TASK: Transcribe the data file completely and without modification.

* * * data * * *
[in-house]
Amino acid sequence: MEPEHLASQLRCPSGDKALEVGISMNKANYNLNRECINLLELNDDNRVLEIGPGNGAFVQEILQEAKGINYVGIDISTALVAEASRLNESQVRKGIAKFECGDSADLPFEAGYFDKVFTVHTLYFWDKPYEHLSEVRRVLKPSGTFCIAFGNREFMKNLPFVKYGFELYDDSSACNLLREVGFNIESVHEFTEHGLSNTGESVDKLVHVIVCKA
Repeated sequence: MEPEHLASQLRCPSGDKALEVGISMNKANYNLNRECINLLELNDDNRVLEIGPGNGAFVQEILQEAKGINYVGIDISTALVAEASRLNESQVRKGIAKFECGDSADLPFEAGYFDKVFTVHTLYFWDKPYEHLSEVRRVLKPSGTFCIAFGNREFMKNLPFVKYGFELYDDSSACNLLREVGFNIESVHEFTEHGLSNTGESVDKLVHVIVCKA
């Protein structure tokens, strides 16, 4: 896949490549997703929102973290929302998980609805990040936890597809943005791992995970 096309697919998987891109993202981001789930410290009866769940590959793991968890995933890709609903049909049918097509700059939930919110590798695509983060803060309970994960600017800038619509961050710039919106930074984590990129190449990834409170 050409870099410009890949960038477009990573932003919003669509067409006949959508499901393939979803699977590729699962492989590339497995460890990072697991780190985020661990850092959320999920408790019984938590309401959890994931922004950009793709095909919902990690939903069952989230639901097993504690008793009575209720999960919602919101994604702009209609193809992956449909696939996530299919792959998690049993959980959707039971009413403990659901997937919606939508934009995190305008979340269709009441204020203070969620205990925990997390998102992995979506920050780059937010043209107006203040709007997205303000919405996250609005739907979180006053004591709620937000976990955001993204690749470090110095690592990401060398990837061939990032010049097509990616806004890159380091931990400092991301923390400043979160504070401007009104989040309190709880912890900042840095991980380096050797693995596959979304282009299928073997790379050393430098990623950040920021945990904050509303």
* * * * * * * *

[in-house]
Amino acid sequence: MEPEHLASQLRCPSGDKALEVGISMNKANYNLNRECINLLELNDDNRVLEIGPGNGAFVQEILQEAKGINYVGIDISTALVAEASRLNESQVRKGIAKFECGDSADLPFEAGYFDKVFTVHTLYFWDKPYEHLSEVRRVLKPSGTFCIAFGNREFMKNLPFVKYGFELYDDSSACNLLREVGFNIESVHEFTEHGLSNTGESVDKLVHVIVCKA
Repeated sequence: MEPEHLASQLRCPSGDKALEVGISMNKANYNLNRECINLLELNDDNRVLEIGPGNGAFVQEILQEAKGINYVGIDISTALVAEASRLNESQVRKGIAKFECGDSADLPFEAGYFDKVFTVHTLYFWDKPYEHLSEVRRVLKPSGTFCIAFGNREFMKNLPFVKYGFELYDDSSACNLLREVGFNIESVHEFTEHGLSNTGESVDKLVHVIVCKA
């Protein structure tokens, strides 16, 4: 896949490549997703929102973290929302998980609805990040936890597809943005791992995970 096309697919998987891109993202981001789930410290009866769940590959793991968890995933890709609903049909049918097509700059939930919110590798695509983060803060309970994960600017800038619509961050710039919106930074984590990129190449990834409170 050409870099410009890949960038477009990573932003919003669509067409006949959508499901393939979803699977590729699962492989590339497995460890990072697991780190985020661990850092959320999920408790019984938590309401959890994931922004950009793709095909919902990690939903069952989230639901097993504690008793009575209720999960919602919101994604702009209609193809992956449909696939996530299919792959998690049993959980959707039971009413403990659901997937919606939508934009995190305008979340269709009441204020203070969620205990925990997390998102992995979506920050780059937010043209107006203040709007997205303000919405996250609005739907979180006053004591709620937000976990955001993204690749470090110095690592990401060398990837061939990032010049097509990616806004890159380091931990400092991301923390400043979160504070401007009104989040309190709880912890900042840095991980380096050797693995596959979304282009299928073997790379050393430098990623950040920021945990904050509303």